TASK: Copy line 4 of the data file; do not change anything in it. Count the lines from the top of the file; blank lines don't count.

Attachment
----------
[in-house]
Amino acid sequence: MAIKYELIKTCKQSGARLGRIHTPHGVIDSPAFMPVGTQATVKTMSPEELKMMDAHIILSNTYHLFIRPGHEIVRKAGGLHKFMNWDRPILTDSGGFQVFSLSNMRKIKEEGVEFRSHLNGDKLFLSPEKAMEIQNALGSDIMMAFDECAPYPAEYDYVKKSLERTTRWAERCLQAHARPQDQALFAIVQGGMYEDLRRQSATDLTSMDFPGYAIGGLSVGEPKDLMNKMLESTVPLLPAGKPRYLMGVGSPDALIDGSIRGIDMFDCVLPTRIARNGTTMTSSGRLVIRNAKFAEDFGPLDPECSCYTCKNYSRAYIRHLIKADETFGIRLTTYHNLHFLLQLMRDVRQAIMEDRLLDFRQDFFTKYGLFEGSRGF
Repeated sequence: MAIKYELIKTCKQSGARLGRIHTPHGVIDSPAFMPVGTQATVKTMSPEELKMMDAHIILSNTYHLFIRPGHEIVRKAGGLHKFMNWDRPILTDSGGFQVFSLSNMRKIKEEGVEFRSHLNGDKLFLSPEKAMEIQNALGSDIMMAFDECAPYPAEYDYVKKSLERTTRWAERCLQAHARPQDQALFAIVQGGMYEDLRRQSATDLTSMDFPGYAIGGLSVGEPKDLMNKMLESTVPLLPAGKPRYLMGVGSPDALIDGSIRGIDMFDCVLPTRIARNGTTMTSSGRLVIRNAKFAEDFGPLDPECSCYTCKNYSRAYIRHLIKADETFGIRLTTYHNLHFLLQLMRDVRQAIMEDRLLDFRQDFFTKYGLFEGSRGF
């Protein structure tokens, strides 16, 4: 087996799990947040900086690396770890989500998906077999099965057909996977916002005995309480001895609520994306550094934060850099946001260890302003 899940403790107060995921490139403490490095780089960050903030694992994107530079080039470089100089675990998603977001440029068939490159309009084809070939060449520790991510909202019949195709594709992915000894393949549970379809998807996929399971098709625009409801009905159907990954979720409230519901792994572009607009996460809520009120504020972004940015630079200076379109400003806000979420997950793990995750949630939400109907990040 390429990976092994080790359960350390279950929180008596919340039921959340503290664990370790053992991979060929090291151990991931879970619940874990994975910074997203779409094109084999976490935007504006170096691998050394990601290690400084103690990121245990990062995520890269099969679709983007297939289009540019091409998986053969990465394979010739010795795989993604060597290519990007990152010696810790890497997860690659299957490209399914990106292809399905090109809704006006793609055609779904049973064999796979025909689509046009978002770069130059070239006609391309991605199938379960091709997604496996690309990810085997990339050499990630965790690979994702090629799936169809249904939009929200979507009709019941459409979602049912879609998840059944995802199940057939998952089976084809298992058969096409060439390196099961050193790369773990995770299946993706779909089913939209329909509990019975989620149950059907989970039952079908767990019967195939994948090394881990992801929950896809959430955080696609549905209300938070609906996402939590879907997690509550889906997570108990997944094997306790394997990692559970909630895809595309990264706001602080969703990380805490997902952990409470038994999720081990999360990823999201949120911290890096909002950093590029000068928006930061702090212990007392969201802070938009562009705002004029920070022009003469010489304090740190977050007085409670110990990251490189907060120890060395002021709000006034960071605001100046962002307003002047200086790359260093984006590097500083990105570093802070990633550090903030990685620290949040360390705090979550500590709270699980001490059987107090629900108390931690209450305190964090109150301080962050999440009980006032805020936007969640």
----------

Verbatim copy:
């Protein structure tokens, strides 16, 4: 087996799990947040900086690396770890989500998906077999099965057909996977916002005995309480001895609520994306550094934060850099946001260890302003 899940403790107060995921490139403490490095780089960050903030694992994107530079080039470089100089675990998603977001440029068939490159309009084809070939060449520790991510909202019949195709594709992915000894393949549970379809998807996929399971098709625009409801009905159907990954979720409230519901792994572009607009996460809520009120504020972004940015630079200076379109400003806000979420997950793990995750949630939400109907990040 390429990976092994080790359960350390279950929180008596919340039921959340503290664990370790053992991979060929090291151990991931879970619940874990994975910074997203779409094109084999976490935007504006170096691998050394990601290690400084103690990121245990990062995520890269099969679709983007297939289009540019091409998986053969990465394979010739010795795989993604060597290519990007990152010696810790890497997860690659299957490209399914990106292809399905090109809704006006793609055609779904049973064999796979025909689509046009978002770069130059070239006609391309991605199938379960091709997604496996690309990810085997990339050499990630965790690979994702090629799936169809249904939009929200979507009709019941459409979602049912879609998840059944995802199940057939998952089976084809298992058969096409060439390196099961050193790369773990995770299946993706779909089913939209329909509990019975989620149950059907989970039952079908767990019967195939994948090394881990992801929950896809959430955080696609549905209300938070609906996402939590879907997690509550889906997570108990997944094997306790394997990692559970909630895809595309990264706001602080969703990380805490997902952990409470038994999720081990999360990823999201949120911290890096909002950093590029000068928006930061702090212990007392969201802070938009562009705002004029920070022009003469010489304090740190977050007085409670110990990251490189907060120890060395002021709000006034960071605001100046962002307003002047200086790359260093984006590097500083990105570093802070990633550090903030990685620290949040360390705090979550500590709270699980001490059987107090629900108390931690209450305190964090109150301080962050999440009980006032805020936007969640």